AUSTRALIA’S new government has changed the country’s vote on two annual United Nations motions condemning Israeli settlements.
Under the previous Labor government, Australia voted for the resolutions, but under the Coalition it abstained.
The move drew criticism from former foreign minister Bob Carr.
In an opinion piece published in the Fairfax media, Carr labelled it a shame “in the deepest sense” that Australia had “stopped doing the right thing”.
“This new Australian stance is not the action of a true friend of Israel,” he wrote.
“Our new position of condoning ‘the settlement mission’ of expansionist Israelis (opposed by other Israelis) undermines the prospect of a Palestinian state.”
Carr also reiterated his often repeated assertion while foreign minister that all settlements are illegal under international law.
Questioned about the vote change, a spokesperson from the Department of Foreign Affairs and Trade said Australia strongly supported resumed final status negotiations between Israel and the Palestinians.
“This approach is reflected in the government’s position on voting on Middle East-related resolutions in the UN,” the spokesperson said.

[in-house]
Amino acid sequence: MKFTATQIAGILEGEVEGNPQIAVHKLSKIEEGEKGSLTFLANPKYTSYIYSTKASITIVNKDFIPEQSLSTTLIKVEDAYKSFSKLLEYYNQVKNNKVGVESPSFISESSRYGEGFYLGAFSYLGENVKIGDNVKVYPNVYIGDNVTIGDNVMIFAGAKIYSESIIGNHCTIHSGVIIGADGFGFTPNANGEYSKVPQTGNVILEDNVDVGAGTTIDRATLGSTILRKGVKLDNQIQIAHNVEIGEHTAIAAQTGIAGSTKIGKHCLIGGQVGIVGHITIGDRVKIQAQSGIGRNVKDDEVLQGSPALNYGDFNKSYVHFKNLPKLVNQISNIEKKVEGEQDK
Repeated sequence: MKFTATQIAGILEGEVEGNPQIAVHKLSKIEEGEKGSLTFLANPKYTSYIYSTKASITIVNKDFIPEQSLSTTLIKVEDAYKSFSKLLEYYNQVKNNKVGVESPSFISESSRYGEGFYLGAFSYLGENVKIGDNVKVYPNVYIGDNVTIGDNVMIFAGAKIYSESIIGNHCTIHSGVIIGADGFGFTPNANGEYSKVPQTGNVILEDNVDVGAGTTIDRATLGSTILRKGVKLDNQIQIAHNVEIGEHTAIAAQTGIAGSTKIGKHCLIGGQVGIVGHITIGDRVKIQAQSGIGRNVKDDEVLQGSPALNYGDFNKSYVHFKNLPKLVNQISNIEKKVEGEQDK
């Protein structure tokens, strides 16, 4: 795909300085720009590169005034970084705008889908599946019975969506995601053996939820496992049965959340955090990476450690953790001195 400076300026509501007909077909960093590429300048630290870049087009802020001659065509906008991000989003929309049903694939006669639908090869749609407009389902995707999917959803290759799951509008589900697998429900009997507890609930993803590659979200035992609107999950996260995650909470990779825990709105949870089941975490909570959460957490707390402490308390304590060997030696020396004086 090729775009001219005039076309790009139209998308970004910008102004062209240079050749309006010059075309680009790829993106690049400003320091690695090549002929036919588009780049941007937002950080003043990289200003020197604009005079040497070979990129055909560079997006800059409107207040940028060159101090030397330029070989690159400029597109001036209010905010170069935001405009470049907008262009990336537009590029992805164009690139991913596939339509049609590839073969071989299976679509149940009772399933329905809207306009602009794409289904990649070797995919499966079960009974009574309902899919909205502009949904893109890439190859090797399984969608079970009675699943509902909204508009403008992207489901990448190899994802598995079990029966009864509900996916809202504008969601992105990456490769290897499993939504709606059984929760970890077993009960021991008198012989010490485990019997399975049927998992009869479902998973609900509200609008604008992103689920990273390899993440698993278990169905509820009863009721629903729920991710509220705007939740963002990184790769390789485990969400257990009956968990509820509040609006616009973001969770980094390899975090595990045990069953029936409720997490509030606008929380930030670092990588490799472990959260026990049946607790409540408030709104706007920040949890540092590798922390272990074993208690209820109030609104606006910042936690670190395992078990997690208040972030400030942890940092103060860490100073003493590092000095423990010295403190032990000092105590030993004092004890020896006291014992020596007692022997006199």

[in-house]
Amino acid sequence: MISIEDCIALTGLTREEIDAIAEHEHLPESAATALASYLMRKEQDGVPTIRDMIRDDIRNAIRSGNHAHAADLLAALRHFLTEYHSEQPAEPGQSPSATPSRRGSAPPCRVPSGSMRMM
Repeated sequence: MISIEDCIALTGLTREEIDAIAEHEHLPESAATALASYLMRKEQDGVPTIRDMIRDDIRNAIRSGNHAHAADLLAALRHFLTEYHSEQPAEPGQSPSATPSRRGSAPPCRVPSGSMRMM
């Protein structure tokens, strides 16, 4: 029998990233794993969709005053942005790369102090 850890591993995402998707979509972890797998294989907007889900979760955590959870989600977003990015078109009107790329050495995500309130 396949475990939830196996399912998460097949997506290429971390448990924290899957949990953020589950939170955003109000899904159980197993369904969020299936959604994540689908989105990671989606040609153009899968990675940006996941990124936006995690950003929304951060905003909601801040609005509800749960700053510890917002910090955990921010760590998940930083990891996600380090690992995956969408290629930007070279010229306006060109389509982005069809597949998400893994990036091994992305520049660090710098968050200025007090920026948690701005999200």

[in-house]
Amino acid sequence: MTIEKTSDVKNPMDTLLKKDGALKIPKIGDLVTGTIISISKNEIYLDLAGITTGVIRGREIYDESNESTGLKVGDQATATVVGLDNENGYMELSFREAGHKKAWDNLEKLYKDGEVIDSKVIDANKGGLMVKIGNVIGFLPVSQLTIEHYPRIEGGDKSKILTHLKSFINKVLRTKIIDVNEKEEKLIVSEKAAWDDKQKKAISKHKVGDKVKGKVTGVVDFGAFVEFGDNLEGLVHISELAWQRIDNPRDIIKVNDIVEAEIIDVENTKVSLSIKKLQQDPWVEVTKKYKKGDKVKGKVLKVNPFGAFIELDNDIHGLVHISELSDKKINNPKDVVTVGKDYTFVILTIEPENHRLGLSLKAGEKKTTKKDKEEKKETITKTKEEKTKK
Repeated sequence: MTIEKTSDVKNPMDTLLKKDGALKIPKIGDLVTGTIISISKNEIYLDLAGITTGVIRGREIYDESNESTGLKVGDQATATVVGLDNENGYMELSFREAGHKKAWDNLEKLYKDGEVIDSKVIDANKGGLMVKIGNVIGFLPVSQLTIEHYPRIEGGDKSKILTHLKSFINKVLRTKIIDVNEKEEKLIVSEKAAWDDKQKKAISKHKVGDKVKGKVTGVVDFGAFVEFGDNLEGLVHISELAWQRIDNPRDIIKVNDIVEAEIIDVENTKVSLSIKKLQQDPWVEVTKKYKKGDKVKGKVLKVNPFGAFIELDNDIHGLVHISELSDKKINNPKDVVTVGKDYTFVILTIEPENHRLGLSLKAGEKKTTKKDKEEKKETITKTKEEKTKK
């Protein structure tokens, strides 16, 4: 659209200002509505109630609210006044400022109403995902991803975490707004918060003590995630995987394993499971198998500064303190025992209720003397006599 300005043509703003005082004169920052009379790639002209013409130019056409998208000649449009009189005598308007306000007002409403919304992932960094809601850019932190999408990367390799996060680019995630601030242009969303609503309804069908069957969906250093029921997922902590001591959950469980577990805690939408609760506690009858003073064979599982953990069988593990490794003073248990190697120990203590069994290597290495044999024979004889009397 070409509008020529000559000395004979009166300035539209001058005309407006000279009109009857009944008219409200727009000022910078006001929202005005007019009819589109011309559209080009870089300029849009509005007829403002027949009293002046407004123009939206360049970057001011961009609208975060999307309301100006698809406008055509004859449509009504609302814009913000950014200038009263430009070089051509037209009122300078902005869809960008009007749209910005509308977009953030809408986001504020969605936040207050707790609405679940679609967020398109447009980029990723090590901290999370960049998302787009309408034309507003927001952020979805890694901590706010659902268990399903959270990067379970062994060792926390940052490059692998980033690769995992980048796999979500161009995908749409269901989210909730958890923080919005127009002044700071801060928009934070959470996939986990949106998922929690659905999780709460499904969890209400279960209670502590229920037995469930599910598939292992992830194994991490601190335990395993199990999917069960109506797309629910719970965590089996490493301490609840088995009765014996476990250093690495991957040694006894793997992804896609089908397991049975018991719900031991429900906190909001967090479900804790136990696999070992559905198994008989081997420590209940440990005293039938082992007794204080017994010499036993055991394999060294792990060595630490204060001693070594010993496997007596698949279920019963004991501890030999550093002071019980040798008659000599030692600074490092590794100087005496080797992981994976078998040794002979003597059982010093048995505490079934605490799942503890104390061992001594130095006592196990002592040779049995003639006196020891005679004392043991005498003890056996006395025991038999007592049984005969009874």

“Australia considers each Middle East-related resolution on a case-by-case basis, and on its merits.”
In another gesture by the new government to strengthen Australia-Israel ties, Israeli citizens were last week officially granted fast-tracked electronic access to visas for short-term visits to Australia, fulfilling a pre-election promise.
Assistant Minister for Immigration and Border Protection Michaelia Cash said: “Citizens of Israel will find the process for applying for a visitor visa for travel to Australia faster than ever.”
But Education Minister Christopher Pyne is yet to confirm if he will uphold another pre-election pledge, made by Julie Bishop, that would deny prominent Boycott, Divestment and Sanctions (BDS) activist Associate Professor Jake Lynch a research grant.
Prior to Abbott’s election victory, then opposition foreign affairs spokesperson Bishop pledged that, if elected, the Coalition would institute a policy to ensure no taxpayer funds would be awarded to individuals or organisations who support BDS.
The AJN understands Pyne has not been presented with Lynch’s application.
He has said if a grant for an individual or institution that actively supports the BDS campaign arises, “we will address it at that time”.
Pyne has strongly condemned BDS, labelling it “blatantly anti-Semitic” and saying it wrongly targets Israel.
Foreign Minister Julie Bishop.